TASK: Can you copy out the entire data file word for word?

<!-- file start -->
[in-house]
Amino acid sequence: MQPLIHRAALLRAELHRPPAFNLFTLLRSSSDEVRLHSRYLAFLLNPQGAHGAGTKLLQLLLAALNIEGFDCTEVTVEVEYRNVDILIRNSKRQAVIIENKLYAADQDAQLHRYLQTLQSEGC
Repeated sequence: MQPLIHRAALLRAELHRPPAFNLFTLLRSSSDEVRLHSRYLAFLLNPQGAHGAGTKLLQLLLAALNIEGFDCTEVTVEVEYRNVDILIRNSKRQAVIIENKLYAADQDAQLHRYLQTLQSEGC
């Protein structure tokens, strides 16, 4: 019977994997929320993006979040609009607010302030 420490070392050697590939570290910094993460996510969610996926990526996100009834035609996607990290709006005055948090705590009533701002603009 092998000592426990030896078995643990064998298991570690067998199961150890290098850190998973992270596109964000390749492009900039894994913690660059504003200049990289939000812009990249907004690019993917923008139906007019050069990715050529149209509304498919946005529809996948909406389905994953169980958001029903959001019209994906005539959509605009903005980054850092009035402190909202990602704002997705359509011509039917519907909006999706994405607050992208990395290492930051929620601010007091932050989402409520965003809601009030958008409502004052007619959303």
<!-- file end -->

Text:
[in-house]
Amino acid sequence: MQPLIHRAALLRAELHRPPAFNLFTLLRSSSDEVRLHSRYLAFLLNPQGAHGAGTKLLQLLLAALNIEGFDCTEVTVEVEYRNVDILIRNSKRQAVIIENKLYAADQDAQLHRYLQTLQSEGC
Repeated sequence: MQPLIHRAALLRAELHRPPAFNLFTLLRSSSDEVRLHSRYLAFLLNPQGAHGAGTKLLQLLLAALNIEGFDCTEVTVEVEYRNVDILIRNSKRQAVIIENKLYAADQDAQLHRYLQTLQSEGC
């Protein structure tokens, strides 16, 4: 019977994997929320993006979040609009607010302030 420490070392050697590939570290910094993460996510969610996926990526996100009834035609996607990290709006005055948090705590009533701002603009 092998000592426990030896078995643990064998298991570690067998199961150890290098850190998973992270596109964000390749492009900039894994913690660059504003200049990289939000812009990249907004690019993917923008139906007019050069990715050529149209509304498919946005529809996948909406389905994953169980958001029903959001019209994906005539959509605009903005980054850092009035402190909202990602704002997705359509011509039917519907909006999706994405607050992208990395290492930051929620601010007091932050989402409520965003809601009030958008409502004052007619959303």